This briefing is the first in a series of 3 briefings about the Third Parties (Rights Against Insurers) Act 2010 which we will be publishing over the next fortnight.

The pros and cons every claims professional needs to know – part 1

The Third Parties (Rights against Insurers) Act 2010 (2010 Act) is finally due in force on 1 August 2016. The 2010 Act is intended to address some of the shortcomings of the Third Parties (Rights against Insurers) Act 1930 (1930 Act) and will make it easier for third party claimants to bring claims against an insurer when an insured has become insolvent.

One of the key aspects of the 2010 Act is that it removes the need for multiple sets of proceedings by allowing the third party claimant to issue proceedings directly against the insurer and resolve all issues (including the insured's liability) within those proceedings.  The third party will have the choice of using either the new method of single proceedings established by the 2010 Act, or the existing method of first establishing the liability of the insured before initiating proceedings against the insurer.

The Act also removes the need for restoring defunct bodies to the companies register who have been struck off it.

Finally the 2010 Act improves the third parties' rights to information about any insurance policies, allowing the third party to obtain information at an early stage about the rights transferred to it in order to enable an informed decision to be taken about whether or not to commence or continue litigation.

In summary: The pros and cons for insurers

Click here to view the table.

The 2010 Act explained in detail

You can access a copy of the 2010 Act itself by clicking here.

The defendant insured (or possible insured) is defined in the Act as a "relevant person". (Section 1(5)(b)). This means a person or entity in one of the categories set out in the 2010 Act who incurs the liability against which it is insured, and who is insolvent in one of the ways specified by the 2010 Act.  We use the definition of relevant person throughout this series of articles. 

Click here to view the table.

Information and disclosure for third parties (Section 11 and Schedule 1)

The current position under the 1930 Act regarding disclosure of documents and information to third parties (section 2 of the 1930 Act) is that the insured (or its liquidator etc) and the insurer have to give the third party at its request "such information as may reasonably be required by him for the purpose of ascertaining whether any rights have been transferred to and vested in him" by the 1930 Act. That duty includes "a duty to allow all contracts of insurance, receipts for premiums, and other relevant documents…to be inspected and copies to be taken thereof". No guidance is given in the 1930 Act on what "other relevant documents" might include.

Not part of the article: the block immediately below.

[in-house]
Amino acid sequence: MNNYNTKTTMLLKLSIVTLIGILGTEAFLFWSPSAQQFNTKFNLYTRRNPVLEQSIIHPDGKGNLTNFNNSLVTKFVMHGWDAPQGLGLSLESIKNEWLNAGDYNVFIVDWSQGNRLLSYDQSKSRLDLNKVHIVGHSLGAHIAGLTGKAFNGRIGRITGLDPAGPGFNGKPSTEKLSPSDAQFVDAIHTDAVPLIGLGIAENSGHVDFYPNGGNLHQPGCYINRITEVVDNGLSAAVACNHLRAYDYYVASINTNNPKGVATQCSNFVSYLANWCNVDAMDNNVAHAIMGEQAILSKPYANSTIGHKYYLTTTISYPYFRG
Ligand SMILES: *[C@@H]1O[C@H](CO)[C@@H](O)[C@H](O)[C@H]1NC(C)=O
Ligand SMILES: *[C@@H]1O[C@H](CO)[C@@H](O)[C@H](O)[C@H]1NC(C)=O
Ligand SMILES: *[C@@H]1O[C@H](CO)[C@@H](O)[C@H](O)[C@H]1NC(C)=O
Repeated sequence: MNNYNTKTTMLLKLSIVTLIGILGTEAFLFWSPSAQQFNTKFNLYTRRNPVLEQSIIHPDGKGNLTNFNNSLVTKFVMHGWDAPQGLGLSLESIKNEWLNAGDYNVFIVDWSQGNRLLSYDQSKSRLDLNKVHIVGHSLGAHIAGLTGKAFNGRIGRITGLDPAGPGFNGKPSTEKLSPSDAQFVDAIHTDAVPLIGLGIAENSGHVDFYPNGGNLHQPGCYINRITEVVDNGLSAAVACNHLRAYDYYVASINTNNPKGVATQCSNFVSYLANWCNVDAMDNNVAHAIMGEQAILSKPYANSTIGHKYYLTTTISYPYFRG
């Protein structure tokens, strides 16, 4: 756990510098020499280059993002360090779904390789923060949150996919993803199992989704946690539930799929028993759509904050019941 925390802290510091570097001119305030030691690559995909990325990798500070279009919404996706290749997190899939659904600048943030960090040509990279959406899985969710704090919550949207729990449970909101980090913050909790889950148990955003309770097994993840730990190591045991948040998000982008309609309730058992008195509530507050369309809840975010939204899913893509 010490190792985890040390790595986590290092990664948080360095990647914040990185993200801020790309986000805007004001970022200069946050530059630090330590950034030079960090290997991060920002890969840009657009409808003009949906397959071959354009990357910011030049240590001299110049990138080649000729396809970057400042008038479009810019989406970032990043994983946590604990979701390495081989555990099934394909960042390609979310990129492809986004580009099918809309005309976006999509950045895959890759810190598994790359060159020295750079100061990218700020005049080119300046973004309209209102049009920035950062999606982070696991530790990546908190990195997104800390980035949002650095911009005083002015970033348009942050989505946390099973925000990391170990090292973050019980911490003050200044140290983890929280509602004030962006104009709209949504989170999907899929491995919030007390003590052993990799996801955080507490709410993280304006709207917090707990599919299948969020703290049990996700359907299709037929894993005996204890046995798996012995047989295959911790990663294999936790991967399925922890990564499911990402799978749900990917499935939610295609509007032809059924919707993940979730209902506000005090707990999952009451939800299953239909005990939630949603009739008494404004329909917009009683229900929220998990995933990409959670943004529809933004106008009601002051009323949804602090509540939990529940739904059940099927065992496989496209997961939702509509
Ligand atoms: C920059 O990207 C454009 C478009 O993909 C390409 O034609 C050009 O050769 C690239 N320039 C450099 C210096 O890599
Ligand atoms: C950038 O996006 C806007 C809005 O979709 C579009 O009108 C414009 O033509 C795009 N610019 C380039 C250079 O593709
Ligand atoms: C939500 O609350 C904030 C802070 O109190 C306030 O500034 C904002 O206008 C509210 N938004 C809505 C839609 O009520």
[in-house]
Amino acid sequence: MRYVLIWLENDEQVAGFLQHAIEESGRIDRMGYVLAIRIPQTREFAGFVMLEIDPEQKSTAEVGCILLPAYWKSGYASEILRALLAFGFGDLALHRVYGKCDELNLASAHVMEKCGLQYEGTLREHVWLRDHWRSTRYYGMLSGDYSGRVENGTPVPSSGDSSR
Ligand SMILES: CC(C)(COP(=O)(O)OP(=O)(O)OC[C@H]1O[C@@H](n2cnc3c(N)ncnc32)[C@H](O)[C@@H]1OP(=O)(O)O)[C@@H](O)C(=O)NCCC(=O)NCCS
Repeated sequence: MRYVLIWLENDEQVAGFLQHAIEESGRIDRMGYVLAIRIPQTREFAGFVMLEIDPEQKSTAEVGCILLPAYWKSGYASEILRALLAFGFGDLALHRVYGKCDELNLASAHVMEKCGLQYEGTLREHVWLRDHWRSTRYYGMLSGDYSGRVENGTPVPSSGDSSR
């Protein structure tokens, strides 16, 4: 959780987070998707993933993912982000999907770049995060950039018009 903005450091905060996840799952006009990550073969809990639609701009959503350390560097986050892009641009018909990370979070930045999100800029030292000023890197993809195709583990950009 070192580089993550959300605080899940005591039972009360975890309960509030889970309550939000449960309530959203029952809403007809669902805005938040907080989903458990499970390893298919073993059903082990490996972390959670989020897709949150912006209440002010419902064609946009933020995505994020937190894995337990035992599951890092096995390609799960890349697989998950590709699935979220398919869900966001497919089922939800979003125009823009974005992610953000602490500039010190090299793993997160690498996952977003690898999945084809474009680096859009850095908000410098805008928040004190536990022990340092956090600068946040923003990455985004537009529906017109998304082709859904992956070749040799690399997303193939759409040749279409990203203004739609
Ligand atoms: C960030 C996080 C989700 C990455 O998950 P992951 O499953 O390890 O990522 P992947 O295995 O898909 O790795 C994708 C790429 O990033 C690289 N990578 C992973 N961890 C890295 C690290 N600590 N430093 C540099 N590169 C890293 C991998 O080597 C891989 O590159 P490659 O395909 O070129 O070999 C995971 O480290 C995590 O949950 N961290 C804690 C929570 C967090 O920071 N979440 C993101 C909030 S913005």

The 2010 Act improves the position for third parties by not only letting them request information by notice in writing from the relevant person (Section 11, Schedule 1, paragraph 1(1)), but also from any other person who is able to provide the information (paragraph 1(2)(d)). This will include brokers as well as insurers and other persons authorised to hold policy information.

A third party will be able to request information from those who were employees or officers of an insured or from insolvency practitioners/official receivers who were acting before the insured became defunct (Schedule 1, paragraph 3).

The third party can only make a request under Schedule 1, para. 1 if it "reasonably believes" that the insured is a relevant person who has incurred a liability to it, or if the third party believes it has a right under the insurance contract (which would only exist if the insured was a relevant person). There is currently no guidance on what constitutes a reasonable belief and what rights the insured and the insurer might have if they consider that the belief is unreasonable. If this could not be resolved between the parties the third party would likely have to apply for a court order requiring the insurer (or any other person authorised to hold the information) to comply with the information request, (under Schedule 1, para. 2(3)) stating the reasons for its belief.

What information has to be disclosed?

The 2010 Act sets out what information has to be provided. This is in paragraph 1 (3)(a) and (b) of Schedule 1 of the 2010 Act and includes information on:

  1. whether there is a contract of insurance that covers the supposed liability or might reasonably be regarded as covering it, and
  2. if there is such a contract:
  • who the insurer is
  • what the terms of the contract are
  • whether the insured has been informed that the insurer has claimed not to be liable under the contract in respect of the supposed liability
  • whether there are or have been any proceedings between the insurer and the insured in respect of the supposed liability and (if so) relevant details of those proceedings